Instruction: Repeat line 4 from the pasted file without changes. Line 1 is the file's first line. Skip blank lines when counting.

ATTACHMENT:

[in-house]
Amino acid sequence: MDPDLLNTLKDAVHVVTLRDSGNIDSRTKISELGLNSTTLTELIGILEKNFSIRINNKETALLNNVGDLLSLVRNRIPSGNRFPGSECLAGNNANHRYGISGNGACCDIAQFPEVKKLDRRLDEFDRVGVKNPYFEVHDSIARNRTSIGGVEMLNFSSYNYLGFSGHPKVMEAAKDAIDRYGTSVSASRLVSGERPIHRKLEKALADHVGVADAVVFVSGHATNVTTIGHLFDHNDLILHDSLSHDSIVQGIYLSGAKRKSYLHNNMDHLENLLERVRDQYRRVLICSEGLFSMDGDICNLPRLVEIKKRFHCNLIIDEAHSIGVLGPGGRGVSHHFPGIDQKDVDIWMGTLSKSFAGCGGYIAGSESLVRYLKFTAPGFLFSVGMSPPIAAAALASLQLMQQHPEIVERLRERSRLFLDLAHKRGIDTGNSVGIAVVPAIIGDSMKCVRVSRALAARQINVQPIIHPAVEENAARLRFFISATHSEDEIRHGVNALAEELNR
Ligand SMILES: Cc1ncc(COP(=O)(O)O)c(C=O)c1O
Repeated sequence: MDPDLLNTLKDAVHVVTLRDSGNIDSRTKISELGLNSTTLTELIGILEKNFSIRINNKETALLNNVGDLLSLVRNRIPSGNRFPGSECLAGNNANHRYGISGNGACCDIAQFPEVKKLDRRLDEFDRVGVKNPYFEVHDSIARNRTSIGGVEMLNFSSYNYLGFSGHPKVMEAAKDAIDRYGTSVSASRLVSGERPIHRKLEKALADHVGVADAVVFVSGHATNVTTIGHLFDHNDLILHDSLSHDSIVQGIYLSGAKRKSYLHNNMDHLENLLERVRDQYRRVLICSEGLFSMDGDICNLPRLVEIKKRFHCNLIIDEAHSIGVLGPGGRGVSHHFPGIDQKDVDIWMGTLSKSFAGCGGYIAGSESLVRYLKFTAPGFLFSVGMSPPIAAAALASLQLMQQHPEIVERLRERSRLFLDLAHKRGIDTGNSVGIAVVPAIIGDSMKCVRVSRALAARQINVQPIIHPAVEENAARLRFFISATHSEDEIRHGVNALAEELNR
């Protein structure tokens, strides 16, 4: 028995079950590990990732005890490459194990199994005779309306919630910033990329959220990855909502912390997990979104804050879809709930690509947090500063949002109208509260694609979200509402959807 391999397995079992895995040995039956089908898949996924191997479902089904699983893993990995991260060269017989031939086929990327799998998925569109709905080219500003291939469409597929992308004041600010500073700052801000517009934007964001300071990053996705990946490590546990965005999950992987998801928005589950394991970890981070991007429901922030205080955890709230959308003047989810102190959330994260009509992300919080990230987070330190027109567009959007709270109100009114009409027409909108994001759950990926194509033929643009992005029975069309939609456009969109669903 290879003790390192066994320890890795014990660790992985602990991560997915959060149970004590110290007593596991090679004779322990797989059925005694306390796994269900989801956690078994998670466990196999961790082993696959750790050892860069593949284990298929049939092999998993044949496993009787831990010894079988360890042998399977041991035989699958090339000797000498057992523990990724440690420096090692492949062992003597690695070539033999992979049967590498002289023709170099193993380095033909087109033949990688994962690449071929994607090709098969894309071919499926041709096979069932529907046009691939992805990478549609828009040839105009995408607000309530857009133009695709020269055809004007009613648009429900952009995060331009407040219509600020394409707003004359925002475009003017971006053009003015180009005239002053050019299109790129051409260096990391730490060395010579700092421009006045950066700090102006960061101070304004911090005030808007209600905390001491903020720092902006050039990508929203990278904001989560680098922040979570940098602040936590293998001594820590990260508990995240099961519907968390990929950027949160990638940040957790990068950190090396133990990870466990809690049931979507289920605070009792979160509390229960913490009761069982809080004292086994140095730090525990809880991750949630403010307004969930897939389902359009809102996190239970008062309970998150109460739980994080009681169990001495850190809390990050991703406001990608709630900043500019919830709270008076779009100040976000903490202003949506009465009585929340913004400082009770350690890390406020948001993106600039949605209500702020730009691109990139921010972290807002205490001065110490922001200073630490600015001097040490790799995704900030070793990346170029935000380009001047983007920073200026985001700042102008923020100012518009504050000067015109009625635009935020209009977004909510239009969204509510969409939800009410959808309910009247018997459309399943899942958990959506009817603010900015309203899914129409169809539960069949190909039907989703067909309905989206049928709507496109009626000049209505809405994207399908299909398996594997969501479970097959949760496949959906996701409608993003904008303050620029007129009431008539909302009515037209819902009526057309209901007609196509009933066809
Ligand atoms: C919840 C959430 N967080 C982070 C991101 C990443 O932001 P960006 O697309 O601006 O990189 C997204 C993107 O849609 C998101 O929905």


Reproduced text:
Repeated sequence: MDPDLLNTLKDAVHVVTLRDSGNIDSRTKISELGLNSTTLTELIGILEKNFSIRINNKETALLNNVGDLLSLVRNRIPSGNRFPGSECLAGNNANHRYGISGNGACCDIAQFPEVKKLDRRLDEFDRVGVKNPYFEVHDSIARNRTSIGGVEMLNFSSYNYLGFSGHPKVMEAAKDAIDRYGTSVSASRLVSGERPIHRKLEKALADHVGVADAVVFVSGHATNVTTIGHLFDHNDLILHDSLSHDSIVQGIYLSGAKRKSYLHNNMDHLENLLERVRDQYRRVLICSEGLFSMDGDICNLPRLVEIKKRFHCNLIIDEAHSIGVLGPGGRGVSHHFPGIDQKDVDIWMGTLSKSFAGCGGYIAGSESLVRYLKFTAPGFLFSVGMSPPIAAAALASLQLMQQHPEIVERLRERSRLFLDLAHKRGIDTGNSVGIAVVPAIIGDSMKCVRVSRALAARQINVQPIIHPAVEENAARLRFFISATHSEDEIRHGVNALAEELNR